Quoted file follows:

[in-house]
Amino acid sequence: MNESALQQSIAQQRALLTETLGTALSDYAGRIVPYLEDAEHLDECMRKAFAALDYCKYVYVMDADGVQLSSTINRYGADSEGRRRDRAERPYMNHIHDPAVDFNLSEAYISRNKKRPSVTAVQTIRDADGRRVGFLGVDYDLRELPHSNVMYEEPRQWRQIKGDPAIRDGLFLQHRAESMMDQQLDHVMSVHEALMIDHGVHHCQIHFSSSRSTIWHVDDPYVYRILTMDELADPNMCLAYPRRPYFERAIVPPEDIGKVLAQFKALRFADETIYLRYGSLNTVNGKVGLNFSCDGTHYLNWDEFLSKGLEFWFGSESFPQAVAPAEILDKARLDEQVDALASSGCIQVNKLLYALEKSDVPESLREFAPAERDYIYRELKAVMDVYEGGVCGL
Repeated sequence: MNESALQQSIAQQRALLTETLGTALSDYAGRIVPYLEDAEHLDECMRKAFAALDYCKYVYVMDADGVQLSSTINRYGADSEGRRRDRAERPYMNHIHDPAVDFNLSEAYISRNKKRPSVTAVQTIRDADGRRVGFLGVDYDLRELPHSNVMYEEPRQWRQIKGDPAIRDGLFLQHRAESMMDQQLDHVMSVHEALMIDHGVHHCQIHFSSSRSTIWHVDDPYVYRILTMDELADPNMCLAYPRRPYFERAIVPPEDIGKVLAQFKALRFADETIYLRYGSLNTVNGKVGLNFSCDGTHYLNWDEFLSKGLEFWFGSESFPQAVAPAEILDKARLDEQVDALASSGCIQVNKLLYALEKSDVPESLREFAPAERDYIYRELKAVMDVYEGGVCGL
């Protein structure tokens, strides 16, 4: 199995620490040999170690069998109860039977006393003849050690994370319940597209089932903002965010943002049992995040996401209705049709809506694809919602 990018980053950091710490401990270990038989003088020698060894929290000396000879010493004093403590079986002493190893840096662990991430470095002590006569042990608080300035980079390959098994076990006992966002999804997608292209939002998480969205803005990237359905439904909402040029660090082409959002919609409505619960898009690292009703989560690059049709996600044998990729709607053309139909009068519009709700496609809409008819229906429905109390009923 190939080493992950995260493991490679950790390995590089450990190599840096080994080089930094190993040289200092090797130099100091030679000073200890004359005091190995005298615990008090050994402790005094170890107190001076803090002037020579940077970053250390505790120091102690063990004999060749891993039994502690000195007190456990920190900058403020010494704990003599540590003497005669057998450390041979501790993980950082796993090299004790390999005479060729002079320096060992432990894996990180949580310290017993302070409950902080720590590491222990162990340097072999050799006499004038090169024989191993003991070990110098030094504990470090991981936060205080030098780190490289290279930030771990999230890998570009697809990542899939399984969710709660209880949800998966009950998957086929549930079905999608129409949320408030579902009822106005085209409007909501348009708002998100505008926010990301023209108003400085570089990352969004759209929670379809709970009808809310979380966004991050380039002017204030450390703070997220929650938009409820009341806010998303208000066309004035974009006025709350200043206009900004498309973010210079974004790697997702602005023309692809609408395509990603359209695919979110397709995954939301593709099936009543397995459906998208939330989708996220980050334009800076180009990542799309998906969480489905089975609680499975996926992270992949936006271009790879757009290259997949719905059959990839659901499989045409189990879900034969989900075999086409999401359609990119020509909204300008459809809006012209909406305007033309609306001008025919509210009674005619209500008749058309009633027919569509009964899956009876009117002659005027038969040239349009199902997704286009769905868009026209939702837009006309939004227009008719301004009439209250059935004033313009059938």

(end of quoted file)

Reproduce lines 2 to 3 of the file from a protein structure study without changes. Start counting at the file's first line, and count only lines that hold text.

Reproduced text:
Amino acid sequence: MNESALQQSIAQQRALLTETLGTALSDYAGRIVPYLEDAEHLDECMRKAFAALDYCKYVYVMDADGVQLSSTINRYGADSEGRRRDRAERPYMNHIHDPAVDFNLSEAYISRNKKRPSVTAVQTIRDADGRRVGFLGVDYDLRELPHSNVMYEEPRQWRQIKGDPAIRDGLFLQHRAESMMDQQLDHVMSVHEALMIDHGVHHCQIHFSSSRSTIWHVDDPYVYRILTMDELADPNMCLAYPRRPYFERAIVPPEDIGKVLAQFKALRFADETIYLRYGSLNTVNGKVGLNFSCDGTHYLNWDEFLSKGLEFWFGSESFPQAVAPAEILDKARLDEQVDALASSGCIQVNKLLYALEKSDVPESLREFAPAERDYIYRELKAVMDVYEGGVCGL
Repeated sequence: MNESALQQSIAQQRALLTETLGTALSDYAGRIVPYLEDAEHLDECMRKAFAALDYCKYVYVMDADGVQLSSTINRYGADSEGRRRDRAERPYMNHIHDPAVDFNLSEAYISRNKKRPSVTAVQTIRDADGRRVGFLGVDYDLRELPHSNVMYEEPRQWRQIKGDPAIRDGLFLQHRAESMMDQQLDHVMSVHEALMIDHGVHHCQIHFSSSRSTIWHVDDPYVYRILTMDELADPNMCLAYPRRPYFERAIVPPEDIGKVLAQFKALRFADETIYLRYGSLNTVNGKVGLNFSCDGTHYLNWDEFLSKGLEFWFGSESFPQAVAPAEILDKARLDEQVDALASSGCIQVNKLLYALEKSDVPESLREFAPAERDYIYRELKAVMDVYEGGVCGL